I am …
A plethora of music, audition programs are being created on Korean television these days to the delight of some and also to the dislike of some.
I have previously waxed lyrical about some of these programs including “I Am a Singer” program, where professional and popular singers compete for the on-site spectators’ vote to stay on the survival program. The declarative nature of that title is a departure from the past. But the title seems to be working for the network, MBC, is expected to air a special documentary on Korea’s rockers in yet another declarative title, “I Am Legend of Rock.”
It’s very interesting, as an amateur lover of words, to note how Koreans are speaking more decisively. Having growing up in the heydays of Korea’s industrialization, the Korean language was always polite and passive. Both spoken and written Korean always seem to take one step back from the word “I.” So instead of the word “I” (na), the polite form of “jeo” was often used. A lot of times, the subject was never even used, and objects forgotten, as minimal words were used to convey messages or thoughts.
One of the first time that I recall a decisive Korean sentence was probably in the 1990s when the then-singer Park Jin-young sang “She was pretty.” Previously, when we found someone pretty or handsome, we might have hesitated to simply declare like that. More descriptions, or allusions might have been used to describe maybe how their skin was fair, or how the hair fell light on the shoulders or how collected he or she was. Then in a 2006 Korean film called “Tazza: the High Rollers,” an actress quotes a line declaring “I am a graduate of Ewha,” referring to a well-known women’s university in the nation.
What I trying to suggest is the change in the tone of these sentences reflects the confidence of the times. Sure it reflects the heightened individuality and the “brashness” of the younger generation. The presence of young Olympic medalists--Kim Yu-na, 2010 Olympic ladies figure skating champion and Lee Sang-wha, the 2010 women’s 500-meter speed skating Olympic champion—in PyeongChang’s bid to host the 2018 Winter Olympics is another reflection of the more assured generation of younger Koreans.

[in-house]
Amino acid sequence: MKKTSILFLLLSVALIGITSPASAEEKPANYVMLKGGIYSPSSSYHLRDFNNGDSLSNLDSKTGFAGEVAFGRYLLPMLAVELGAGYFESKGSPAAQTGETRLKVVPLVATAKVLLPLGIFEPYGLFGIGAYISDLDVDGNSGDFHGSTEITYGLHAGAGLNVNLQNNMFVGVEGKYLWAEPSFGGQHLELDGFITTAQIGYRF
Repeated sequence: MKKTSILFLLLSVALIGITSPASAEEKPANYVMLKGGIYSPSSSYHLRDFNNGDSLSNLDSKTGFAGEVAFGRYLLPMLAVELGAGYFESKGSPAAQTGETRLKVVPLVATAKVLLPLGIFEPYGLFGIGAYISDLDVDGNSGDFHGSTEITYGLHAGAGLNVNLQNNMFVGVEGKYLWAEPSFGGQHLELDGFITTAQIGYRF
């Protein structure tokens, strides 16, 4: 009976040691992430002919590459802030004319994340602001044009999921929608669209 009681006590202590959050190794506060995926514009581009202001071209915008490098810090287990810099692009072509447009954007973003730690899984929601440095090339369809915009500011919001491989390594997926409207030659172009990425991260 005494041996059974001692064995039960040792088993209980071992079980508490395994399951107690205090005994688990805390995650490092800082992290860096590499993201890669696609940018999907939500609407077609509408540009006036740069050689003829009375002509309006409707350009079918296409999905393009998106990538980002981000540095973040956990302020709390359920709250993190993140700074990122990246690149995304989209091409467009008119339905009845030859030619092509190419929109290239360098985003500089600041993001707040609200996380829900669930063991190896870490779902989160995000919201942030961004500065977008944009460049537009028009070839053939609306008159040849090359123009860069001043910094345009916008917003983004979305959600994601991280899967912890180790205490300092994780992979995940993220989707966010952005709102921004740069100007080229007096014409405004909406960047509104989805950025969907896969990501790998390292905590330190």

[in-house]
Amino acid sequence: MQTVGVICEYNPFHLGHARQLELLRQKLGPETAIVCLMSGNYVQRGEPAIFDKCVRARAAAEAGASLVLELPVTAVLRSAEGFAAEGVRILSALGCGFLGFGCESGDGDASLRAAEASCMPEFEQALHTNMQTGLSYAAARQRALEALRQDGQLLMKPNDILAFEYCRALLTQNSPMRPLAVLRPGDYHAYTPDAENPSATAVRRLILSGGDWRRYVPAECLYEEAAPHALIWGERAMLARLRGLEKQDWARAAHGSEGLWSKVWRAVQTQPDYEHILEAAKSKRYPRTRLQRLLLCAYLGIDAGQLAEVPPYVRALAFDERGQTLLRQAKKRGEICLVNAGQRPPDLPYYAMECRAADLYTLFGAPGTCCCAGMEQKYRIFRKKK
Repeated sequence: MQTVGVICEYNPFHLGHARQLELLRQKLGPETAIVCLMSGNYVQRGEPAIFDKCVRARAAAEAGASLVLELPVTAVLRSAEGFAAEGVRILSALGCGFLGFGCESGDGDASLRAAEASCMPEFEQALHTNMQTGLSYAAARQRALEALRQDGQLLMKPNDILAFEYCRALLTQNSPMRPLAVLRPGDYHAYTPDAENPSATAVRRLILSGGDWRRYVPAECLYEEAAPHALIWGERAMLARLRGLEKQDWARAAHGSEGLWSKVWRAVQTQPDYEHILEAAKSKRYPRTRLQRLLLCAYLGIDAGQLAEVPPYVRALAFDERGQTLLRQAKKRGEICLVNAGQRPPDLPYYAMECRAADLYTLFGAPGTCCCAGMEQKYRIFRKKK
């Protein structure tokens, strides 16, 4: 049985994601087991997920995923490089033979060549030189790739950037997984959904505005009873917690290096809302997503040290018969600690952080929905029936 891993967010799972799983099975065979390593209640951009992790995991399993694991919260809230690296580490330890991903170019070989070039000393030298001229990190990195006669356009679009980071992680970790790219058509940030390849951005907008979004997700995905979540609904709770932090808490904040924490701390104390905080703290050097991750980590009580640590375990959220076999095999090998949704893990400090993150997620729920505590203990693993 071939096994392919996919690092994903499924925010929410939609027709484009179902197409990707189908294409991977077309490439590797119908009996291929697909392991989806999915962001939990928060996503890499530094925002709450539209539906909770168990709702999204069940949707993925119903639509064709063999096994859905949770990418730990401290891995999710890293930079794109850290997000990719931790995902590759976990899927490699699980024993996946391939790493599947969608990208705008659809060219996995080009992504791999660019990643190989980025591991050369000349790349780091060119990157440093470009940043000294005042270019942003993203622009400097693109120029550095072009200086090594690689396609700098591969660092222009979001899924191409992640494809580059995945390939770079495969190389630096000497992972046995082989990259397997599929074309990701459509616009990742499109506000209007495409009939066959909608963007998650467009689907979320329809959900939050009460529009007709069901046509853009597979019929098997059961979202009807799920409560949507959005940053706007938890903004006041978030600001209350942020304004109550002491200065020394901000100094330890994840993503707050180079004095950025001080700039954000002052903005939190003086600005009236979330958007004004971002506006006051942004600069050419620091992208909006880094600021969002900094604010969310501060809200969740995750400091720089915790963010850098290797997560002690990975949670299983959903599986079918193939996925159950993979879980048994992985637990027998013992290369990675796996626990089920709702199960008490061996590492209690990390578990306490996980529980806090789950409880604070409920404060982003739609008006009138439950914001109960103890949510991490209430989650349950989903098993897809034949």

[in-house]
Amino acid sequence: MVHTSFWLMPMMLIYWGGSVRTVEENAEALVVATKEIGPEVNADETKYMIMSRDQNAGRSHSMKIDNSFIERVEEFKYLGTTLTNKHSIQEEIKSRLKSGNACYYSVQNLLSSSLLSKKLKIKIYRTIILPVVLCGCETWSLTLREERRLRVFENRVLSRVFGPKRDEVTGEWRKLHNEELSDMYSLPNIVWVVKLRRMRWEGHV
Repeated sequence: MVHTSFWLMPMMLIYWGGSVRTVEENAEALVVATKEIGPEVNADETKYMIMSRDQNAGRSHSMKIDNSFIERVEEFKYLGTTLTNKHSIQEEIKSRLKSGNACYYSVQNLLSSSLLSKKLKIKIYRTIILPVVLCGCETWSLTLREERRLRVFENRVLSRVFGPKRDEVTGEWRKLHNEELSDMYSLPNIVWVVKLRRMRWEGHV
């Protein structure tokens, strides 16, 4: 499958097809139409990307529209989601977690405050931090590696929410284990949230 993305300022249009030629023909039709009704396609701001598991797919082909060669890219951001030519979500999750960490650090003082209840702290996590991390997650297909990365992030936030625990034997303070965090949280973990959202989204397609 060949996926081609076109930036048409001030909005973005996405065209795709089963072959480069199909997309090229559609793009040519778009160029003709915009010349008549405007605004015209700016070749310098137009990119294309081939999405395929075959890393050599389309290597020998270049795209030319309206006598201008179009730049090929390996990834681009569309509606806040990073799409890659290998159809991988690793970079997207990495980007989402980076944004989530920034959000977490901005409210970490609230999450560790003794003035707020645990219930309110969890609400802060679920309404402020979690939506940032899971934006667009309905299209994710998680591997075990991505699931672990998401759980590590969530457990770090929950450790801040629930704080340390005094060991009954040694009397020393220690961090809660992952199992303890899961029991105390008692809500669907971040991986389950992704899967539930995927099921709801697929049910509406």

Despite Korea’s fast-paced growth over the past few decades and advancement in social areas as well, the remnants of Confucianism and conformity remain. The need to be polite, to be alike and to belong hangs heavily in the air. To take an extreme example, a recent shooting of by a marine corps corporal of four colleagues had something to do with ostracizing. The 19-year-old soldier was quoted as saying that “beating, ostracizing and outcasting must disappear in military barracks.” To be sure, military is a different environment and the soldier’s personality evaluation records show that he had some issues that needed to be looked after. But it does illustrate how the pressures of conformity can affect people.
Thus all in all, the new confidence and brashness of the Koreans hopefully will weave into the still-existing social fabrics to allow for more creativity and responsible individualism. But for that to happen, perhaps we Koreans need to be more confidence and brash not only to declare of our strengths but of our weaknesses. It may well be too early to expect people to come forth to say “I am…” whatever that difference or failing may be. It took several decades for confidence to creep into Korean language. But that would be the step needed for better communication with others and respect for other’s individuality, rather lip service.